Well now. That’s quite a load. No doubt Vannevar Bush made mistakes, but let’s at least make the effort to frame what he did write and what he didn’t before we blame him for our problems. Bush didn’t devise the linear model. He didn’t formalize a dichotomy between basic and applied research. And there’s no evidence he was a liar about all this. There is evidence, however, that he valued technology development, and recognized that some of that technology development thrived when it was aided by new findings of science, and that those new findings of science came about without demands made by institutions.

Bush was asked by President Roosevelt to propose how the use of science during World War 2 might be adapted to civilian work. Roosevelt specifically asks about how things might work in medicine. Bush writes Science the Endless Frontier, drawing on a number of reports and recommendations by committees looking at the various issues. A primary concern is how the federal government becomes involved in research. Bush picks up from a phrase that closes President Roosevelt’s request:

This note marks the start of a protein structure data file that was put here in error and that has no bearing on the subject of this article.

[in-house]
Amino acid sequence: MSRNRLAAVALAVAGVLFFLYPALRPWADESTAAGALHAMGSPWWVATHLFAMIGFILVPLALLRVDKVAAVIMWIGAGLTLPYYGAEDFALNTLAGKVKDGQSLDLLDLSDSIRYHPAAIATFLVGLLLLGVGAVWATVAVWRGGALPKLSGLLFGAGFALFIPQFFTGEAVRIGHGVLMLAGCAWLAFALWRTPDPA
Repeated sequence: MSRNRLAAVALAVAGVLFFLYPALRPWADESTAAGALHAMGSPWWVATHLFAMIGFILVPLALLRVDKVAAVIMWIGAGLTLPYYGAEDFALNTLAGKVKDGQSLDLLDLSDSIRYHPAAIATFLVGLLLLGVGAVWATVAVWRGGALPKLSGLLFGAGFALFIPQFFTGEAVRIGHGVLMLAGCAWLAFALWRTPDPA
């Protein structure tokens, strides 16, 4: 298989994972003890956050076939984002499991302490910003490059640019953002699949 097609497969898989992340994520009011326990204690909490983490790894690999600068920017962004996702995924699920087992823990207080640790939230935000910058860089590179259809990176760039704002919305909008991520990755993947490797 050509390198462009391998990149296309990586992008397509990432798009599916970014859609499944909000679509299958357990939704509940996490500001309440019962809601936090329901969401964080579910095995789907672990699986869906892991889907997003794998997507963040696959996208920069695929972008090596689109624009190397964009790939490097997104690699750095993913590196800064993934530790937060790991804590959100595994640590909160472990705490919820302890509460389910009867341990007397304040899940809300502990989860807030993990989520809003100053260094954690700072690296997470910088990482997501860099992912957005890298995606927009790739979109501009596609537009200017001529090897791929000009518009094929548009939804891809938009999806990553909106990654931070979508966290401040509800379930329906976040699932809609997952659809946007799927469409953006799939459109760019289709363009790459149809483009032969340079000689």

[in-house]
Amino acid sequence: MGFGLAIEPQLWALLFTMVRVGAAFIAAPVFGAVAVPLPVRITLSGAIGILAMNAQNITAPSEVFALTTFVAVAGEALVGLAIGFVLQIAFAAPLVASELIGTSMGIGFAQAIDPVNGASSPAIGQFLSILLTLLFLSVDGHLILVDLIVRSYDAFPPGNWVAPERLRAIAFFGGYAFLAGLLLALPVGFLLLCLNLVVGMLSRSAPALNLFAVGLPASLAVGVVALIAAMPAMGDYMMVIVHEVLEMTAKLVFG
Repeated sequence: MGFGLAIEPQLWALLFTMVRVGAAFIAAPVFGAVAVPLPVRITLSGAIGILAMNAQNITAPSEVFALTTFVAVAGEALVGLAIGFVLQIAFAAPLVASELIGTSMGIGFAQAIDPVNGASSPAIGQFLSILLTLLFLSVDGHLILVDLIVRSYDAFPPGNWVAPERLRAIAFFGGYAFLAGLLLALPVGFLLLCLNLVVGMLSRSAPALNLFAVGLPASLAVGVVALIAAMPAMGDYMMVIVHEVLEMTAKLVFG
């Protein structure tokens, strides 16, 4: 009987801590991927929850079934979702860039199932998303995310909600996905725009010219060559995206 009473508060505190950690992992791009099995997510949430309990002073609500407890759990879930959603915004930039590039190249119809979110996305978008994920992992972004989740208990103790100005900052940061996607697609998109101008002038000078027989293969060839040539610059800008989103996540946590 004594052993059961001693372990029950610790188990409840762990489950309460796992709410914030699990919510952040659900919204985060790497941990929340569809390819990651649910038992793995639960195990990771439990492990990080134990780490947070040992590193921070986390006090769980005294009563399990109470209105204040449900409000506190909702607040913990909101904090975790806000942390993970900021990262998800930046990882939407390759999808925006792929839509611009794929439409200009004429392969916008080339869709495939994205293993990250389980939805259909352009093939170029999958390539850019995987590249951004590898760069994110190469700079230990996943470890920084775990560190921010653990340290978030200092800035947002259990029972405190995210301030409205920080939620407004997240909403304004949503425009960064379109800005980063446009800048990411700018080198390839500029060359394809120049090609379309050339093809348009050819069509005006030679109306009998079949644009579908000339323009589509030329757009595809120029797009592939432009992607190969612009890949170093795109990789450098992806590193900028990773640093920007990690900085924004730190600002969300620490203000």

New frontiers of the mind are before us, and if they are pioneered with the same vision, boldness, and drive with which we have waged this war we can create a fuller and more fruitful employment and a fuller and more fruitful life.

That’s the premise for both the study and the metaphor that frames the report. The frontiers of science are in the mind, new ways of thinking about the world that allow us to change our conditions of living. The fundamental challenge is what does it take to do that–to explore “new frontiers of the mind.” And more particularly, how to motivate such exploration through the supply of federal funding?  Continue reading